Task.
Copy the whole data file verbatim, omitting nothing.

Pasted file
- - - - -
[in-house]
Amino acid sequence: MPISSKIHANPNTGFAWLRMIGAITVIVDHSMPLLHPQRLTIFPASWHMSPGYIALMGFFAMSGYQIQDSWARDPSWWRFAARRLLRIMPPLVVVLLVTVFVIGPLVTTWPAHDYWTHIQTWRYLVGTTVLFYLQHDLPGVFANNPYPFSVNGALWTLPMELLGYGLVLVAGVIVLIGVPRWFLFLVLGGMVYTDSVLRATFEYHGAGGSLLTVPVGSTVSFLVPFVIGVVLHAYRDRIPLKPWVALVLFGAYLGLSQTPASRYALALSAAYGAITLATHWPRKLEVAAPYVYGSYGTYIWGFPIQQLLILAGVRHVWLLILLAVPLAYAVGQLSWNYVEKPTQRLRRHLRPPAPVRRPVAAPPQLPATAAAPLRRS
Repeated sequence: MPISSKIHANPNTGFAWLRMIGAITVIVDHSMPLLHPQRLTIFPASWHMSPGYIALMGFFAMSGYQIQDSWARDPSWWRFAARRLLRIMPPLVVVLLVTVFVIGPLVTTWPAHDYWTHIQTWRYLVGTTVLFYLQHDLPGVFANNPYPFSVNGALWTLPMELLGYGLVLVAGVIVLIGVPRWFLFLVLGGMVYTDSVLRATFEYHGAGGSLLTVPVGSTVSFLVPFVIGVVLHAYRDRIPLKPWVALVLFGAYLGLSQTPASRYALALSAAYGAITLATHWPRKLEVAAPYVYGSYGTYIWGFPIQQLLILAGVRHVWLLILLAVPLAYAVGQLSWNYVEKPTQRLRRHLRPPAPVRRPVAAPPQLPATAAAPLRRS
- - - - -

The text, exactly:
[in-house]
Amino acid sequence: MPISSKIHANPNTGFAWLRMIGAITVIVDHSMPLLHPQRLTIFPASWHMSPGYIALMGFFAMSGYQIQDSWARDPSWWRFAARRLLRIMPPLVVVLLVTVFVIGPLVTTWPAHDYWTHIQTWRYLVGTTVLFYLQHDLPGVFANNPYPFSVNGALWTLPMELLGYGLVLVAGVIVLIGVPRWFLFLVLGGMVYTDSVLRATFEYHGAGGSLLTVPVGSTVSFLVPFVIGVVLHAYRDRIPLKPWVALVLFGAYLGLSQTPASRYALALSAAYGAITLATHWPRKLEVAAPYVYGSYGTYIWGFPIQQLLILAGVRHVWLLILLAVPLAYAVGQLSWNYVEKPTQRLRRHLRPPAPVRRPVAAPPQLPATAAAPLRRS
Repeated sequence: MPISSKIHANPNTGFAWLRMIGAITVIVDHSMPLLHPQRLTIFPASWHMSPGYIALMGFFAMSGYQIQDSWARDPSWWRFAARRLLRIMPPLVVVLLVTVFVIGPLVTTWPAHDYWTHIQTWRYLVGTTVLFYLQHDLPGVFANNPYPFSVNGALWTLPMELLGYGLVLVAGVIVLIGVPRWFLFLVLGGMVYTDSVLRATFEYHGAGGSLLTVPVGSTVSFLVPFVIGVVLHAYRDRIPLKPWVALVLFGAYLGLSQTPASRYALALSAAYGAITLATHWPRKLEVAAPYVYGSYGTYIWGFPIQQLLILAGVRHVWLLILLAVPLAYAVGQLSWNYVEKPTQRLRRHLRPPAPVRRPVAAPPQLPATAAAPLRRS